Lives Lived and Lives Lost - Portsmouth and the Great War

The Tollerfield family had lived in Portsmouth since the 1870s, a time when Charles Tollerfield's grandfather, also called Charles, was in the Royal Navy. He must have known the town well.
Charles sen. had been born in Dorset in 1846 - a time when all of the Tollerfields in Britain lived in Dorset, mostly in the Wareham area. He had probably been in the navy less than 10 years when in 1871 he married Elizabeth Ann Moss at Catherington, north of Portsmouth. By the time of the 1881 census they were living at 72 Cumberland Road, Portsmouth, which in the 1970s was demolished to make way for Winston Churchill Avenue. With Charles and Elizabeth were the first four of their children of whom the third was Frank Tollerfield, the father of Charles jun.
By 1891, Charles snr. had retired from the navy and taken up work as a cook. The family, which by then had expanded to eight children, were still living at Cumberland Road. Frank Tollerfield was then 16 years of age and probably keen to leave what must have been a rather crowded home. We don't know exactly when he achieved that but we do know that in 1897 he married Hannah Smith and that in 1901 they and their first two children Frank jnr. (b.1898) and Charles (b.1900) were living in a shared house at 59 Delhi Street.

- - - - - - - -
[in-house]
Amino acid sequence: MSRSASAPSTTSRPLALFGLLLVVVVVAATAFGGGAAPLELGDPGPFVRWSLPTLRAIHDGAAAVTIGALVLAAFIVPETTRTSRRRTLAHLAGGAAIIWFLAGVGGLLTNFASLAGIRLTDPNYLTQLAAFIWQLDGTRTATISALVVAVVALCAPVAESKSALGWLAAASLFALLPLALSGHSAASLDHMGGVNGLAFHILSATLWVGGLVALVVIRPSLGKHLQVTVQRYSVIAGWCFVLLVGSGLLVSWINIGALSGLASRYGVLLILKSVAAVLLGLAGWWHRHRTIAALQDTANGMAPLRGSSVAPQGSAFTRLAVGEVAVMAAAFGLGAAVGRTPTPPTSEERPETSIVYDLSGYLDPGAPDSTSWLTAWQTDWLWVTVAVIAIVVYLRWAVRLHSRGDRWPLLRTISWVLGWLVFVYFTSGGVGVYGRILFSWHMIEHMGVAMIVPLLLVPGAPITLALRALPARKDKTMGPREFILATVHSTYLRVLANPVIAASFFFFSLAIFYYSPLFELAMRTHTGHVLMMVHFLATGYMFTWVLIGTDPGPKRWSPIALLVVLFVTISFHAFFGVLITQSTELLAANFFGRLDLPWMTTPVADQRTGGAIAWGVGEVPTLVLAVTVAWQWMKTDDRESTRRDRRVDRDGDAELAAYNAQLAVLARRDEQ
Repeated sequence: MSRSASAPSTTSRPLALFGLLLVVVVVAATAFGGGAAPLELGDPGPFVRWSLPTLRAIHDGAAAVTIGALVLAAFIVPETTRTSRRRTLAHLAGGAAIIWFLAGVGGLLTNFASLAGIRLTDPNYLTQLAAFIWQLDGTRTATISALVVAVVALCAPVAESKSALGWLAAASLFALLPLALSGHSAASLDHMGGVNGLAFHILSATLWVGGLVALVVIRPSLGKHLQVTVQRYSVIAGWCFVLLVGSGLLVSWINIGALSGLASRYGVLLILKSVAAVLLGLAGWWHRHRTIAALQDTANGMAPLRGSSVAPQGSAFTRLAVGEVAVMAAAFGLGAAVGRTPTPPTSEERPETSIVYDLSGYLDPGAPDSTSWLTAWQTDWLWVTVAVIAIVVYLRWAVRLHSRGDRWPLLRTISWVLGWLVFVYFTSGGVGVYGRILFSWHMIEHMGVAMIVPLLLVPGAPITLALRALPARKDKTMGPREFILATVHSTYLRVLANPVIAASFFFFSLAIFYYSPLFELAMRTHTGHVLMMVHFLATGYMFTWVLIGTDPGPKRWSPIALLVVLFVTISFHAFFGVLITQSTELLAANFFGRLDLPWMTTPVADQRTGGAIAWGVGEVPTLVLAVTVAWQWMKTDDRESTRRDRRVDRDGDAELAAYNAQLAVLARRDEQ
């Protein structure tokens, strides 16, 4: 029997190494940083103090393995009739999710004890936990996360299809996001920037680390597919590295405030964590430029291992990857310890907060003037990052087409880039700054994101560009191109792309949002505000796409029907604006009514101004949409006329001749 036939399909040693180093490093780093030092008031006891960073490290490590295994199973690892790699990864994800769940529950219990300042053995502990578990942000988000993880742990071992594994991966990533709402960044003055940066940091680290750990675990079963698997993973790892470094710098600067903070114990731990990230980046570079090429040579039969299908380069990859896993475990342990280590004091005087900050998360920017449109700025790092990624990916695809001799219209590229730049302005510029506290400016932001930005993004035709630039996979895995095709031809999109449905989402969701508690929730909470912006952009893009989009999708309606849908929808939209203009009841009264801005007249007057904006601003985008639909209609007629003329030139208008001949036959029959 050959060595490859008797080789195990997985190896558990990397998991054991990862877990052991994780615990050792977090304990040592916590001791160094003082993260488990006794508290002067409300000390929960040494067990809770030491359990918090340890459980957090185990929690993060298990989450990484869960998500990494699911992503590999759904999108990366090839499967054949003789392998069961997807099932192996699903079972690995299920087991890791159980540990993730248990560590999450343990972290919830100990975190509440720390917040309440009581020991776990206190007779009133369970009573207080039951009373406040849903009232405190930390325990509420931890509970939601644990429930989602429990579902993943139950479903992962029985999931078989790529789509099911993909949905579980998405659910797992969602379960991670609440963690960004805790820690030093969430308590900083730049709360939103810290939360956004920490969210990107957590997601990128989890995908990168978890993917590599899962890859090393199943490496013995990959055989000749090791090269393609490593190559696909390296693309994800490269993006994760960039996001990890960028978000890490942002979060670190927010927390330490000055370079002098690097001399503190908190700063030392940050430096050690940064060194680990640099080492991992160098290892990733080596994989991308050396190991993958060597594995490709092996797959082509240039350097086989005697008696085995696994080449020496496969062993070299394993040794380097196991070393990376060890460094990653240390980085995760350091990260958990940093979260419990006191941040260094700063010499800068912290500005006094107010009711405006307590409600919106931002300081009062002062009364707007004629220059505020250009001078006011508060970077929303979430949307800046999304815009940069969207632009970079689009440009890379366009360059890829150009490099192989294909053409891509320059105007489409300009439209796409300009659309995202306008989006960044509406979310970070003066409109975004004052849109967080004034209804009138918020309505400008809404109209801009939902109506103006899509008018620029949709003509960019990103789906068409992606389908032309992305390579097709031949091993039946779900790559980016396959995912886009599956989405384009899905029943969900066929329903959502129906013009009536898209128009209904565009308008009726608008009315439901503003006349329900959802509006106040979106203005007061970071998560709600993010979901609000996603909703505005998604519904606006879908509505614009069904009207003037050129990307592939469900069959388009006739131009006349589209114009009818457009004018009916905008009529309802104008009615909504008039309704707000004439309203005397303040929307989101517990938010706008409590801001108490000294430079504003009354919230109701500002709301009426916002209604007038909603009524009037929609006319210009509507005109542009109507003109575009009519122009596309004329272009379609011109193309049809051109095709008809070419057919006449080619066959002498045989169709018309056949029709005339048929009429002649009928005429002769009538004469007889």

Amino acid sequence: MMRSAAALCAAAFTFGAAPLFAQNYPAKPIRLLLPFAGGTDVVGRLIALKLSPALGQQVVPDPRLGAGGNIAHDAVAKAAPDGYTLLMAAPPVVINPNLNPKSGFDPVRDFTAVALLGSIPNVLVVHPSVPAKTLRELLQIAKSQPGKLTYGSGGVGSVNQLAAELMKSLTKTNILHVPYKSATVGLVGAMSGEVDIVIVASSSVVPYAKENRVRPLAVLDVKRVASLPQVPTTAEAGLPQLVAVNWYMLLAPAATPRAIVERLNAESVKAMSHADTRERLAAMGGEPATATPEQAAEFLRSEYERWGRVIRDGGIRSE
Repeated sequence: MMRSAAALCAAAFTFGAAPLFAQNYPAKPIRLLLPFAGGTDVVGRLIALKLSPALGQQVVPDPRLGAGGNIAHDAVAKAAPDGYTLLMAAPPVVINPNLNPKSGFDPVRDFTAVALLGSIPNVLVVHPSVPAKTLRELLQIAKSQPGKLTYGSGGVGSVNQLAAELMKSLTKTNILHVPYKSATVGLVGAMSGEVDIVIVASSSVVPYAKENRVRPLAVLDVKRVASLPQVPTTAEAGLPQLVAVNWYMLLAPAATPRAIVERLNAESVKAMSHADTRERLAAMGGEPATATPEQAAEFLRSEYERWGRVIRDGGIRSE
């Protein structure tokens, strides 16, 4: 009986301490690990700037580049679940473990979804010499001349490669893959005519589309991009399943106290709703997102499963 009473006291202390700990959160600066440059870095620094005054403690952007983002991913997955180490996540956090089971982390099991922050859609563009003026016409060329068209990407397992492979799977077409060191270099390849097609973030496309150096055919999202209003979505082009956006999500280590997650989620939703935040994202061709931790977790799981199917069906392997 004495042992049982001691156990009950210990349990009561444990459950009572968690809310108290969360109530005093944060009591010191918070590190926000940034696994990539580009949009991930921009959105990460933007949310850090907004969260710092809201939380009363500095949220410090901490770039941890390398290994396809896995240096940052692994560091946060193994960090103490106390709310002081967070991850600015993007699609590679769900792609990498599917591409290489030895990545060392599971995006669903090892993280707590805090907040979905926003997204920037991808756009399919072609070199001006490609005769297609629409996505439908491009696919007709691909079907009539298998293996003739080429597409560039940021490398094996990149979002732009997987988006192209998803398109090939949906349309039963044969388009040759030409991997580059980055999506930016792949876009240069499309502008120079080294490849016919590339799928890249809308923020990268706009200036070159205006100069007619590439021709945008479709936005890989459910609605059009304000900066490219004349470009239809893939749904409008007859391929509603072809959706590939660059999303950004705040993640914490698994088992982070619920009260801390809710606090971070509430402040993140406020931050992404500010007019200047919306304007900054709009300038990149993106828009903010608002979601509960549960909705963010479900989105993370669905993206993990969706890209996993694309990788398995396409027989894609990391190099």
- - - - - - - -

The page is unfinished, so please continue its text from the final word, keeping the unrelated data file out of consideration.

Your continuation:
At the next census in 1911 the family, now augmented by two more children, Percy (b.1903) and Dorothy (b. 1910) plus Frank's father Charles, were living at 96 Talbot Road in Southsea. Frank was working as a brewer's drayman which may not have brought in enough money to pay the rent if it hadn't been for the presence of his father.
At the outbreak of the Great War Charles Tollerfield was 14 years old. He had probably left school and obtained a job in the despatch department at Handley's store on the corner of Palmerston Road and Osborne Road. He enlisted in the army late in the war and was posted to the 1st Battalion of the Royal Irish Fusiliers. In late September 1918 the 36th (Ulster) Division of which they were part reached Dadizeele in Belgium which had been in the hands of the Germans for much of the war. On 1st October there was heavy fighting at Hill 41 in which Charles Tollerfield was killed.
The Commonwealth War Graves Commission (CWGC) website lists Private C. E. Tollerfield (49927), 1st Battalion, Royal Irish Fusiliers, date of death, 01/10/1918. He is buried at Dadizeele New British Cemetery, Grave Ref ll.C.11. Son of Frank and Hannah Tollerfield, of 96, Talbot Rd., Southsea.
Charles Tollerfield is remembered on the Cenotaph and probably on the Handley's WW1 Memorial (in Debenham's Store). He is not listed in the 'National Roll of the Great War'.
The Handley's Memorial actually lists "Tollerfield D." but there is no one called Tollerfield with that initial in the CWGC database, nor anyone in the census records who seems to fit. The memorial also describes Tollerfield's service simply as "Hants" which was presumably meant to imply the Hampshire Regiment, but the CWGC has no one named Tollerfield serving in that Regiment.
There is no conclusive evidence that Charles is the same person as that mentioned on the memorial, but given the complete lack of alternatives, it seems probable.
Tim Backhouse
February 2014